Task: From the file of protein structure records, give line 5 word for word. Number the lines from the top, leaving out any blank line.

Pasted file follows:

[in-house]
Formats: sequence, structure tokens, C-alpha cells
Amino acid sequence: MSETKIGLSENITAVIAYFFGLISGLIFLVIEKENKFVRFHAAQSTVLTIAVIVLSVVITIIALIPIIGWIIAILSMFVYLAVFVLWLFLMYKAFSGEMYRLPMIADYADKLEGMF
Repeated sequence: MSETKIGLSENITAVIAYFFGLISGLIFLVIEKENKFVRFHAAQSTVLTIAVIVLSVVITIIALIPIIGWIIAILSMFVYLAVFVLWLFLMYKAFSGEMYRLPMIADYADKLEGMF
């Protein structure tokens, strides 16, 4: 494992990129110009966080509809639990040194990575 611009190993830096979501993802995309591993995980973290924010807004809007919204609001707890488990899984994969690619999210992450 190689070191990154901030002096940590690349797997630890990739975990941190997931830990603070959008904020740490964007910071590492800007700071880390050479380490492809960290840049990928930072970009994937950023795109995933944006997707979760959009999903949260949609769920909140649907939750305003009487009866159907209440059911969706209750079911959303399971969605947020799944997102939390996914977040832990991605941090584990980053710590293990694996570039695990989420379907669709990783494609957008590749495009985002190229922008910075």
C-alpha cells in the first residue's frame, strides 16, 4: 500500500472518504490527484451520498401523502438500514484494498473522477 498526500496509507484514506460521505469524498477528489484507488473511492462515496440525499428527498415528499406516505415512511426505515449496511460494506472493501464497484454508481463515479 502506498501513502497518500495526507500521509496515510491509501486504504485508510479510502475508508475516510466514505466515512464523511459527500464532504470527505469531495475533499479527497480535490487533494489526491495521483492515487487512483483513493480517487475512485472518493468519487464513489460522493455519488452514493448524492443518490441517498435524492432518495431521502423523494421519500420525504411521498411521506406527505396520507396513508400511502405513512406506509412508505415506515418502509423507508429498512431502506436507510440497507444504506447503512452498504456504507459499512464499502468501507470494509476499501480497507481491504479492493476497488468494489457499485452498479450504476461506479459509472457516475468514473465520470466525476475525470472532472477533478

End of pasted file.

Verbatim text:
């Protein structure tokens, strides 16, 4: 494992990129110009966080509809639990040194990575 611009190993830096979501993802995309591993995980973290924010807004809007919204609001707890488990899984994969690619999210992450 190689070191990154901030002096940590690349797997630890990739975990941190997931830990603070959008904020740490964007910071590492800007700071880390050479380490492809960290840049990928930072970009994937950023795109995933944006997707979760959009999903949260949609769920909140649907939750305003009487009866159907209440059911969706209750079911959303399971969605947020799944997102939390996914977040832990991605941090584990980053710590293990694996570039695990989420379907669709990783494609957008590749495009985002190229922008910075």